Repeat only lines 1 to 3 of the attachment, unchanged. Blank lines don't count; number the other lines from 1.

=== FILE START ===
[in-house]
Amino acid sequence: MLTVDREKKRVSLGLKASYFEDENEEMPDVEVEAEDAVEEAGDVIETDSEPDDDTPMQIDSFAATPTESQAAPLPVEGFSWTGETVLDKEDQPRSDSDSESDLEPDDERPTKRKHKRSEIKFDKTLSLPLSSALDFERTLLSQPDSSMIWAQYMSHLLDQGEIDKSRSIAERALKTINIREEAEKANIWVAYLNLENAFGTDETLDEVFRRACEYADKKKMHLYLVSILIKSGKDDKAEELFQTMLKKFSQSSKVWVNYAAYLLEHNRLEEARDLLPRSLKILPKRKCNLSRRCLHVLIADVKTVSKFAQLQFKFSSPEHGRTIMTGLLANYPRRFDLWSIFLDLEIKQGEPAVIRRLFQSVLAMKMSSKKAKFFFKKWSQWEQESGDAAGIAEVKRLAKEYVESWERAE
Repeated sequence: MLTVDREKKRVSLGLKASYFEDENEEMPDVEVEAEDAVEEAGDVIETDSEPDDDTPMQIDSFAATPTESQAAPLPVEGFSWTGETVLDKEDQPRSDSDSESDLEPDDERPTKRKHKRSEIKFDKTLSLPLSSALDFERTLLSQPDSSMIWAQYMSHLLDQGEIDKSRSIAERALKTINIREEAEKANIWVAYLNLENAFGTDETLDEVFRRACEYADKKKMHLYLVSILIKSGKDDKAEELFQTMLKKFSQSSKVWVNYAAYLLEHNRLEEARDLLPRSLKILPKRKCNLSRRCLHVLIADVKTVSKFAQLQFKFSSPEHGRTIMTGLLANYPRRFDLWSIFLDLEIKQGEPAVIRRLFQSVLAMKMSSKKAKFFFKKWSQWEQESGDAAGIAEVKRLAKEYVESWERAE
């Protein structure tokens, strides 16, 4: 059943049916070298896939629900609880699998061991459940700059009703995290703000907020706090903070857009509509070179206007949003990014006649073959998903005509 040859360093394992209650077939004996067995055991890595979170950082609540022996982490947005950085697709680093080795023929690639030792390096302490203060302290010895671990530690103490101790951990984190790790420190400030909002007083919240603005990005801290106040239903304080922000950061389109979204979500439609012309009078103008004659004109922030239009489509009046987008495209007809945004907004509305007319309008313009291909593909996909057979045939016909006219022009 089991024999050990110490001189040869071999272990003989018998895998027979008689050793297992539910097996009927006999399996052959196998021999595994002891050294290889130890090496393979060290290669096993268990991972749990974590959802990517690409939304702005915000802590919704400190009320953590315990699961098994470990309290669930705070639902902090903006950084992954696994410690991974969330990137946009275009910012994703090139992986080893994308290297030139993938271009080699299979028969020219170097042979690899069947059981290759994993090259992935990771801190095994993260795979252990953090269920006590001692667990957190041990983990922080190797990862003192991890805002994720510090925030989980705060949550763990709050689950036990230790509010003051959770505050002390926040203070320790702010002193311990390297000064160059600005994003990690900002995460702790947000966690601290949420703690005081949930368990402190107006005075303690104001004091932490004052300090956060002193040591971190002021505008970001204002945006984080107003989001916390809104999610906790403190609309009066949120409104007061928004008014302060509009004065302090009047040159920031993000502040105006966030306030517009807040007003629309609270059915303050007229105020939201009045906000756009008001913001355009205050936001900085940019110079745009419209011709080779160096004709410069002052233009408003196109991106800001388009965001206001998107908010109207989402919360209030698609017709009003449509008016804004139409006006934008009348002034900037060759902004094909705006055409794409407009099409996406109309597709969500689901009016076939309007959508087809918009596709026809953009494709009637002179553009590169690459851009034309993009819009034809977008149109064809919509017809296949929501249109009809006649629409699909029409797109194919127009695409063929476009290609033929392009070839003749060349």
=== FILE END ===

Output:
[in-house]
Amino acid sequence: MLTVDREKKRVSLGLKASYFEDENEEMPDVEVEAEDAVEEAGDVIETDSEPDDDTPMQIDSFAATPTESQAAPLPVEGFSWTGETVLDKEDQPRSDSDSESDLEPDDERPTKRKHKRSEIKFDKTLSLPLSSALDFERTLLSQPDSSMIWAQYMSHLLDQGEIDKSRSIAERALKTINIREEAEKANIWVAYLNLENAFGTDETLDEVFRRACEYADKKKMHLYLVSILIKSGKDDKAEELFQTMLKKFSQSSKVWVNYAAYLLEHNRLEEARDLLPRSLKILPKRKCNLSRRCLHVLIADVKTVSKFAQLQFKFSSPEHGRTIMTGLLANYPRRFDLWSIFLDLEIKQGEPAVIRRLFQSVLAMKMSSKKAKFFFKKWSQWEQESGDAAGIAEVKRLAKEYVESWERAE
Repeated sequence: MLTVDREKKRVSLGLKASYFEDENEEMPDVEVEAEDAVEEAGDVIETDSEPDDDTPMQIDSFAATPTESQAAPLPVEGFSWTGETVLDKEDQPRSDSDSESDLEPDDERPTKRKHKRSEIKFDKTLSLPLSSALDFERTLLSQPDSSMIWAQYMSHLLDQGEIDKSRSIAERALKTINIREEAEKANIWVAYLNLENAFGTDETLDEVFRRACEYADKKKMHLYLVSILIKSGKDDKAEELFQTMLKKFSQSSKVWVNYAAYLLEHNRLEEARDLLPRSLKILPKRKCNLSRRCLHVLIADVKTVSKFAQLQFKFSSPEHGRTIMTGLLANYPRRFDLWSIFLDLEIKQGEPAVIRRLFQSVLAMKMSSKKAKFFFKKWSQWEQESGDAAGIAEVKRLAKEYVESWERAE